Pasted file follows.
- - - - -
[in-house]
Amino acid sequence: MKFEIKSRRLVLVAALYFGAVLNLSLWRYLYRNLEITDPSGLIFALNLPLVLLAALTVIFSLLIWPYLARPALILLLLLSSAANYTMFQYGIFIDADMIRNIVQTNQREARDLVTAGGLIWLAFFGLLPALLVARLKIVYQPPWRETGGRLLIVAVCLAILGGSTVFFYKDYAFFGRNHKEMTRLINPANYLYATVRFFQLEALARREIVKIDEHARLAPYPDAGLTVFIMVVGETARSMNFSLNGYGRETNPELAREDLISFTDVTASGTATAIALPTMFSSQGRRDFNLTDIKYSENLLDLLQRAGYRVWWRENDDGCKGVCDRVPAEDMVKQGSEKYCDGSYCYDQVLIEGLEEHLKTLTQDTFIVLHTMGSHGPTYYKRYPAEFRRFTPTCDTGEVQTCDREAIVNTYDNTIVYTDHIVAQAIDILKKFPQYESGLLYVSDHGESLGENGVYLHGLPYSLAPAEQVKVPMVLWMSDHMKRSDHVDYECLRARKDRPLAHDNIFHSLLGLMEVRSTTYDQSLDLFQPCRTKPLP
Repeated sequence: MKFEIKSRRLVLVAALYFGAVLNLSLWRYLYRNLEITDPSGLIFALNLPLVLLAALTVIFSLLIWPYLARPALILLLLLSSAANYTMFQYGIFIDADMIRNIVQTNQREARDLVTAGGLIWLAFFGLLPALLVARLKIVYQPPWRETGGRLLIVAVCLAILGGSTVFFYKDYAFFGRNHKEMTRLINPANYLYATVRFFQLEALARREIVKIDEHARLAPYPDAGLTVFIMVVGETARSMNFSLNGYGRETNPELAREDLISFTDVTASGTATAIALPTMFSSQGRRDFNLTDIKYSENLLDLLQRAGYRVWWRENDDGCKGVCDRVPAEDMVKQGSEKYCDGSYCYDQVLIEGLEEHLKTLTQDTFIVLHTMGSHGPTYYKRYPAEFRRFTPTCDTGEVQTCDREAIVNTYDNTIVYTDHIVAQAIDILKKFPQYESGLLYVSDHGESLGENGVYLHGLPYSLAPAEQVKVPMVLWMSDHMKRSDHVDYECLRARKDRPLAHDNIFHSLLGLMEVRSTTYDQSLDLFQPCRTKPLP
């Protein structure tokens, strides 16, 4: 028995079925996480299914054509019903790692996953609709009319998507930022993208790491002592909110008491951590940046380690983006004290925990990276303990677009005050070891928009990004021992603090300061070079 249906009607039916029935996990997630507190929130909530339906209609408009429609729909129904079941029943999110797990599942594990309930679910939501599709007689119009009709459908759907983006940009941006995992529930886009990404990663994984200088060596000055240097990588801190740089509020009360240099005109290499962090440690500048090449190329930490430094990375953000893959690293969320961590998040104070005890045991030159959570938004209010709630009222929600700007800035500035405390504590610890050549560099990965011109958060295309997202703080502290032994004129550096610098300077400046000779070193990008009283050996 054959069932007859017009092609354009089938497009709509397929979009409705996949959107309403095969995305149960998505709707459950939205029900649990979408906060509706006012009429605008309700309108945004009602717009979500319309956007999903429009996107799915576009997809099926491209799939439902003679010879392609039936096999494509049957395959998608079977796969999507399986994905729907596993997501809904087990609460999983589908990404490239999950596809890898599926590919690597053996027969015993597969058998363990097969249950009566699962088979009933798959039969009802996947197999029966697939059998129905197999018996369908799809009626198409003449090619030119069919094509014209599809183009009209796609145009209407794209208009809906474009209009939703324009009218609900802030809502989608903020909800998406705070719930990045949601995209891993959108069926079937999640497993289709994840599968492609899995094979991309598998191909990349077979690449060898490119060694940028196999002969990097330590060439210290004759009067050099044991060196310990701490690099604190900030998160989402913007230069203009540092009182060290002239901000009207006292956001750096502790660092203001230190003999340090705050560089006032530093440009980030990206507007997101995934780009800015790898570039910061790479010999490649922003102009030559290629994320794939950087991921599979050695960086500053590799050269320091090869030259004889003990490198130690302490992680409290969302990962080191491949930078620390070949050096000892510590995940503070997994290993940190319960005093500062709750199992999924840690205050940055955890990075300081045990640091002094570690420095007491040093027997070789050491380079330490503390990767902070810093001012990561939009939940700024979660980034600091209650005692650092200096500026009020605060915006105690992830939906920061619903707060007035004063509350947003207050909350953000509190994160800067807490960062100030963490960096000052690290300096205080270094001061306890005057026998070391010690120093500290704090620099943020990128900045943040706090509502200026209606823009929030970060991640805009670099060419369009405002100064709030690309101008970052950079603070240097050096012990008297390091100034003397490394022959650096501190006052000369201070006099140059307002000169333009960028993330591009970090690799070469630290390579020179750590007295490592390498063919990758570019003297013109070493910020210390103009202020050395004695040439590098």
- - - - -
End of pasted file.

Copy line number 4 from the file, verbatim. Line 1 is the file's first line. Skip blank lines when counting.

């Protein structure tokens, strides 16, 4: 028995079925996480299914054509019903790692996953609709009319998507930022993208790491002592909110008491951590940046380690983006004290925990990276303990677009005050070891928009990004021992603090300061070079 249906009607039916029935996990997630507190929130909530339906209609408009429609729909129904079941029943999110797990599942594990309930679910939501599709007689119009009709459908759907983006940009941006995992529930886009990404990663994984200088060596000055240097990588801190740089509020009360240099005109290499962090440690500048090449190329930490430094990375953000893959690293969320961590998040104070005890045991030159959570938004209010709630009222929600700007800035500035405390504590610890050549560099990965011109958060295309997202703080502290032994004129550096610098300077400046000779070193990008009283050996 054959069932007859017009092609354009089938497009709509397929979009409705996949959107309403095969995305149960998505709707459950939205029900649990979408906060509706006012009429605008309700309108945004009602717009979500319309956007999903429009996107799915576009997809099926491209799939439902003679010879392609039936096999494509049957395959998608079977796969999507399986994905729907596993997501809904087990609460999983589908990404490239999950596809890898599926590919690597053996027969015993597969058998363990097969249950009566699962088979009933798959039969009802996947197999029966697939059998129905197999018996369908799809009626198409003449090619030119069919094509014209599809183009009209796609145009209407794209208009809906474009209009939703324009009218609900802030809502989608903020909800998406705070719930990045949601995209891993959108069926079937999640497993289709994840599968492609899995094979991309598998191909990349077979690449060898490119060694940028196999002969990097330590060439210290004759009067050099044991060196310990701490690099604190900030998160989402913007230069203009540092009182060290002239901000009207006292956001750096502790660092203001230190003999340090705050560089006032530093440009980030990206507007997101995934780009800015790898570039910061790479010999490649922003102009030559290629994320794939950087991921599979050695960086500053590799050269320091090869030259004889003990490198130690302490992680409290969302990962080191491949930078620390070949050096000892510590995940503070997994290993940190319960005093500062709750199992999924840690205050940055955890990075300081045990640091002094570690420095007491040093027997070789050491380079330490503390990767902070810093001012990561939009939940700024979660980034600091209650005692650092200096500026009020605060915006105690992830939906920061619903707060007035004063509350947003207050909350953000509190994160800067807490960062100030963490960096000052690290300096205080270094001061306890005057026998070391010690120093500290704090620099943020990128900045943040706090509502200026209606823009929030970060991640805009670099060419369009405002100064709030690309101008970052950079603070240097050096012990008297390091100034003397490394022959650096501190006052000369201070006099140059307002000169333009960028993330591009970090690799070469630290390579020179750590007295490592390498063919990758570019003297013109070493910020210390103009202020050395004695040439590098």